Her defense of her choice to stay home with her kids was compelling, but Mitt Romney's struggle with women voters isn't over.
Watching Ann Romney somberly defend herself against grave and terrible attacks on her maternal nature Thursday, it was easy to forget that not 24 hours prior, Mitt Romney was losing badly in the political battle for women's votes.
"My career choice was to be a mother," Ann Romney said on Fox News. "And I think all of us need to know that we need to respect choices that women make. Other women make other choices to have a career and raise family, which I think Hilary Rosen has actually done herself. I respect that. It's wonderful."
Rosen, a Democratic strategist, had contended on CNN Wednesday night that Romney had "never actually worked a day in her life" and thus was poorly qualified to understand what most American women go through. Republicans immediately began fainting in horror at this failure to appreciate the hard labor Romney put in as a stay-at-home mom; "I made a choice to stay home and raise five boys," Romney herself tweeted. "Believe me, it was hard work."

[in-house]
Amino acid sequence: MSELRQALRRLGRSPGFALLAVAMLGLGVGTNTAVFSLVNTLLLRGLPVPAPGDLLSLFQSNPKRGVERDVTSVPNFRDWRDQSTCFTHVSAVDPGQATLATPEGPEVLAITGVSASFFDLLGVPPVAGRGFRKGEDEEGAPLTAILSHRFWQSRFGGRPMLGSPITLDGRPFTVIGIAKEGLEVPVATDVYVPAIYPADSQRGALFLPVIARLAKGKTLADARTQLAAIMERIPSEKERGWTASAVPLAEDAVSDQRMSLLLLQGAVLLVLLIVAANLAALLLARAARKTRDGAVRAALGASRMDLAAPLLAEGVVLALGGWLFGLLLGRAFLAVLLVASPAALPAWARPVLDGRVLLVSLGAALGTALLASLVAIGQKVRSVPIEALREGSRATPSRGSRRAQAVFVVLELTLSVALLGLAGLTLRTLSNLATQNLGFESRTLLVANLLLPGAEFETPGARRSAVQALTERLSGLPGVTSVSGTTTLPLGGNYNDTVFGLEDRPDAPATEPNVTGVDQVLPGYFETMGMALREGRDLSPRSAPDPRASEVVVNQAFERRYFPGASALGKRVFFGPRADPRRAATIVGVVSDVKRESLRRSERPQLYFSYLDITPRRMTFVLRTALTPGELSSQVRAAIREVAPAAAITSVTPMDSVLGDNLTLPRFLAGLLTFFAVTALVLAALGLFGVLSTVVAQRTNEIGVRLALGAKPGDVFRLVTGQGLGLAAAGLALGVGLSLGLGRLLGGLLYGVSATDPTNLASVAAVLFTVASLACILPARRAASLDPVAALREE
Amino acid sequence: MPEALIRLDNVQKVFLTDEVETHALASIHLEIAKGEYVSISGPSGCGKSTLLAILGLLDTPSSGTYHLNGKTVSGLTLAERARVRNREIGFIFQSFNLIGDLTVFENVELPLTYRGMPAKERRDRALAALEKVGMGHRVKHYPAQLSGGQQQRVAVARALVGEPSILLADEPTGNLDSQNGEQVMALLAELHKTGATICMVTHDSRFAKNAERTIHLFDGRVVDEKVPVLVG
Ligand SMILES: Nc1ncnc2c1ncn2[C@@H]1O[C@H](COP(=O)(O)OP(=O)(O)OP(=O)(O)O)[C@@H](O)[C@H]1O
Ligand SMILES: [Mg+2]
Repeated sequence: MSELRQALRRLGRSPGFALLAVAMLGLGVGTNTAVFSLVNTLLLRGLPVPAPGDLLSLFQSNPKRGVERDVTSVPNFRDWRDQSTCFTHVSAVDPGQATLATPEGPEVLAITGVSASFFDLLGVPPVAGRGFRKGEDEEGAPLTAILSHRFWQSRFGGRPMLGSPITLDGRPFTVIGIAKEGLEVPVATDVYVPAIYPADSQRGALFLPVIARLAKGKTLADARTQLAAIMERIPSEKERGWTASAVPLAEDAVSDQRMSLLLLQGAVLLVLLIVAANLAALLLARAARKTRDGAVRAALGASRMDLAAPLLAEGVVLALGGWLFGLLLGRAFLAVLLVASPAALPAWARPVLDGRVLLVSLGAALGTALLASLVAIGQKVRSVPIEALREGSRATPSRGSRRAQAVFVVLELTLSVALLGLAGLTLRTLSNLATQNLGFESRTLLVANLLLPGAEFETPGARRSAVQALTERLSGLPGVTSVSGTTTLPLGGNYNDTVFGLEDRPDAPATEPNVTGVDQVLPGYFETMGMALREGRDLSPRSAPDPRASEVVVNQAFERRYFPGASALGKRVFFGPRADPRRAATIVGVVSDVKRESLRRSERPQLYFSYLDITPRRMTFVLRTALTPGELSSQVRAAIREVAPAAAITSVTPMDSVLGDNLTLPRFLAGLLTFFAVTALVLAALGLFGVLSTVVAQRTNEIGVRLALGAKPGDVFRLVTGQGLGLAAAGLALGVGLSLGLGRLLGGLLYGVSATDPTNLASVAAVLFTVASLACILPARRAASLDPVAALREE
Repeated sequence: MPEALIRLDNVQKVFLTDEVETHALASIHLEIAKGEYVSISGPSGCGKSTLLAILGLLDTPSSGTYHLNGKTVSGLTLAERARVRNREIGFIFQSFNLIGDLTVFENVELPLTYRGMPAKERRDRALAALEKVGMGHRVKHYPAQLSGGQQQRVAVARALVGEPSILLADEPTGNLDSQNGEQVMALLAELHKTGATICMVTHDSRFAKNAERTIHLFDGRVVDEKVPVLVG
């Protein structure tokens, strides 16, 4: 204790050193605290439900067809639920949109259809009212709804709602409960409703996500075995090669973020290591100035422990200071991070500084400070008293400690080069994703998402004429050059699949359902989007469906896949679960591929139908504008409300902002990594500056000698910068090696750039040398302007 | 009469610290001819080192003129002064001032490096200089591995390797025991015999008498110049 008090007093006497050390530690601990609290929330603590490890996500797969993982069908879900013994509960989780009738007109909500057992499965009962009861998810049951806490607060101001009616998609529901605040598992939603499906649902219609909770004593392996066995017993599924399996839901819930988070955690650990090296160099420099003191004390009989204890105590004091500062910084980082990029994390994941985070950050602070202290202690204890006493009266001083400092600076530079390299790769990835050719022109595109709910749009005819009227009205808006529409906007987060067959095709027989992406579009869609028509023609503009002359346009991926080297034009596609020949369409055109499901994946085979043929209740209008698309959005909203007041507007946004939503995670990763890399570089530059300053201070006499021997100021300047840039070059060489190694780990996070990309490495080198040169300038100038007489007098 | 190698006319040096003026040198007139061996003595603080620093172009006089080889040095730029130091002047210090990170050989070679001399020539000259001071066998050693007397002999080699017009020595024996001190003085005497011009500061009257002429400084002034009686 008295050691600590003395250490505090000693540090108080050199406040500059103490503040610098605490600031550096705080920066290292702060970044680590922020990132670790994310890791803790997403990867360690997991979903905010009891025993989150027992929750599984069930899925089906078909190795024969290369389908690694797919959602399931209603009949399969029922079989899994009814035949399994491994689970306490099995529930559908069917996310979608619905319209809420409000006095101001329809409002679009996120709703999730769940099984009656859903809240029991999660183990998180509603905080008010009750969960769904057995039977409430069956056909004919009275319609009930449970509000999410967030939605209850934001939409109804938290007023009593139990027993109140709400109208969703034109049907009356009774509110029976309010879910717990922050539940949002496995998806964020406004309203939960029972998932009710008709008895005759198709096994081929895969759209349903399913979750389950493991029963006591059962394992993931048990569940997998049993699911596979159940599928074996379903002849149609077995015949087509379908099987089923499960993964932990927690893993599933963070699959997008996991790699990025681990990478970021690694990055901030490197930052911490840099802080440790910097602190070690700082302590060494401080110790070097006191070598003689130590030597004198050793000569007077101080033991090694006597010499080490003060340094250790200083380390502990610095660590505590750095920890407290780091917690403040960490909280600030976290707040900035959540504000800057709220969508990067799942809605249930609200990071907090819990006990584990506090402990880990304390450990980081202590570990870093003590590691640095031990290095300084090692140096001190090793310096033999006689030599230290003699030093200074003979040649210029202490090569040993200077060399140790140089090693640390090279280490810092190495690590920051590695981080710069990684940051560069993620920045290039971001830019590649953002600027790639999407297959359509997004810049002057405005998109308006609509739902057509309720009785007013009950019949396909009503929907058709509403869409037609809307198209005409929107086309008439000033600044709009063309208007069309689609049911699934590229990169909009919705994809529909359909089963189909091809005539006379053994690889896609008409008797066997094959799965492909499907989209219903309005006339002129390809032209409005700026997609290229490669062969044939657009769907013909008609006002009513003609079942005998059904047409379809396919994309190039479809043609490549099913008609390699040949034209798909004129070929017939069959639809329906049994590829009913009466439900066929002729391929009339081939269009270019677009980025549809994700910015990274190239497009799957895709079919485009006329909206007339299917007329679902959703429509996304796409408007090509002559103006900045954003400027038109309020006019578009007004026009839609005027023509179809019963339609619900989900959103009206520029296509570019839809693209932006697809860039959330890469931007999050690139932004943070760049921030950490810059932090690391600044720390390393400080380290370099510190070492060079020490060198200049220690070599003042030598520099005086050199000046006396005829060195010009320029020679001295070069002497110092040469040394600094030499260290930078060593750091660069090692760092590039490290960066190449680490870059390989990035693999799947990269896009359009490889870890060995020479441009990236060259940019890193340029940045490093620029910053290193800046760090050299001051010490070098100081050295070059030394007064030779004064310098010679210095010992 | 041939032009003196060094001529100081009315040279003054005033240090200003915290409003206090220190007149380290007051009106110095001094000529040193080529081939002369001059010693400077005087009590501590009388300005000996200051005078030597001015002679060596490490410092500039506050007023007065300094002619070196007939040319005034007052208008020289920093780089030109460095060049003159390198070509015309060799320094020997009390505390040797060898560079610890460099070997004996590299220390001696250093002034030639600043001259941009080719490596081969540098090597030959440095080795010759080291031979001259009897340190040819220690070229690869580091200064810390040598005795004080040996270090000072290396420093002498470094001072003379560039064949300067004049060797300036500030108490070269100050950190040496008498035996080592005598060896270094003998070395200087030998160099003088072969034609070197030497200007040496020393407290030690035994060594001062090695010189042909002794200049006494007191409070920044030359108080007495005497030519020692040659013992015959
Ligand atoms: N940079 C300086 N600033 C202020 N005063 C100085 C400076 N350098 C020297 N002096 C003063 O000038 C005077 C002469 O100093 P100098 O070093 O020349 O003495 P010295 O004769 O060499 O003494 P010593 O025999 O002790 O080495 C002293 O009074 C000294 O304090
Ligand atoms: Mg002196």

The underlying, legitimate, and not-at-all-novel point Rosen was making -- that the wealth of the Romney family has insulated them from many ordinary people's struggles -- was immediately lost in the cacophony of criticism. If there's one thing we can all agree on, it's that motherhood is divine and noble and saintly. (As a mother myself, I would know just what perfect human specimens all moms automatically are.) In a classy, modern touch, Ann Romney, in her Fox interview, also praised "all the dads home raising kids," thereby elevating the discussion, if only momentarily, from the retrograde notion that only women can or should raise children.